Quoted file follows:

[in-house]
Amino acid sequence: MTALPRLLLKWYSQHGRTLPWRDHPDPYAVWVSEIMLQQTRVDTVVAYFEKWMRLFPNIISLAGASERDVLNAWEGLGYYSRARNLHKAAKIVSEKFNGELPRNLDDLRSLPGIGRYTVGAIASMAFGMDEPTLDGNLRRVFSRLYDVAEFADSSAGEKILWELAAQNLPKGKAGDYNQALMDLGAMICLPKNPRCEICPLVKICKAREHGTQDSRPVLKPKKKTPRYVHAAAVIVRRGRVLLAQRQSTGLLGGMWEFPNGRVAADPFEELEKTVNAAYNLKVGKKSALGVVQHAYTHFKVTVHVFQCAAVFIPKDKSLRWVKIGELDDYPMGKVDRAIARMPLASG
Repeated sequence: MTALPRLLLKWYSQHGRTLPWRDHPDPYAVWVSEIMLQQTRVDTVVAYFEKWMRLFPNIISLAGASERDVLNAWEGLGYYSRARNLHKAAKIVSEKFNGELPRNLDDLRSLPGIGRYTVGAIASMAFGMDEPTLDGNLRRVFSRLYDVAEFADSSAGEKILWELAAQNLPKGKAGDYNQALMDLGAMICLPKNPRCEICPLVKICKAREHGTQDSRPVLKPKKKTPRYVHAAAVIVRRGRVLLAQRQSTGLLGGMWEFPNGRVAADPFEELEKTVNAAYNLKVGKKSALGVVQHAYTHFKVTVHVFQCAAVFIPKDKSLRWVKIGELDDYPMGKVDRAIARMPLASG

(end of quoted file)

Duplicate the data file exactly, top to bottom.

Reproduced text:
[in-house]
Amino acid sequence: MTALPRLLLKWYSQHGRTLPWRDHPDPYAVWVSEIMLQQTRVDTVVAYFEKWMRLFPNIISLAGASERDVLNAWEGLGYYSRARNLHKAAKIVSEKFNGELPRNLDDLRSLPGIGRYTVGAIASMAFGMDEPTLDGNLRRVFSRLYDVAEFADSSAGEKILWELAAQNLPKGKAGDYNQALMDLGAMICLPKNPRCEICPLVKICKAREHGTQDSRPVLKPKKKTPRYVHAAAVIVRRGRVLLAQRQSTGLLGGMWEFPNGRVAADPFEELEKTVNAAYNLKVGKKSALGVVQHAYTHFKVTVHVFQCAAVFIPKDKSLRWVKIGELDDYPMGKVDRAIARMPLASG
Repeated sequence: MTALPRLLLKWYSQHGRTLPWRDHPDPYAVWVSEIMLQQTRVDTVVAYFEKWMRLFPNIISLAGASERDVLNAWEGLGYYSRARNLHKAAKIVSEKFNGELPRNLDDLRSLPGIGRYTVGAIASMAFGMDEPTLDGNLRRVFSRLYDVAEFADSSAGEKILWELAAQNLPKGKAGDYNQALMDLGAMICLPKNPRCEICPLVKICKAREHGTQDSRPVLKPKKKTPRYVHAAAVIVRRGRVLLAQRQSTGLLGGMWEFPNGRVAADPFEELEKTVNAAYNLKVGKKSALGVVQHAYTHFKVTVHVFQCAAVFIPKDKSLRWVKIGELDDYPMGKVDRAIARMPLASG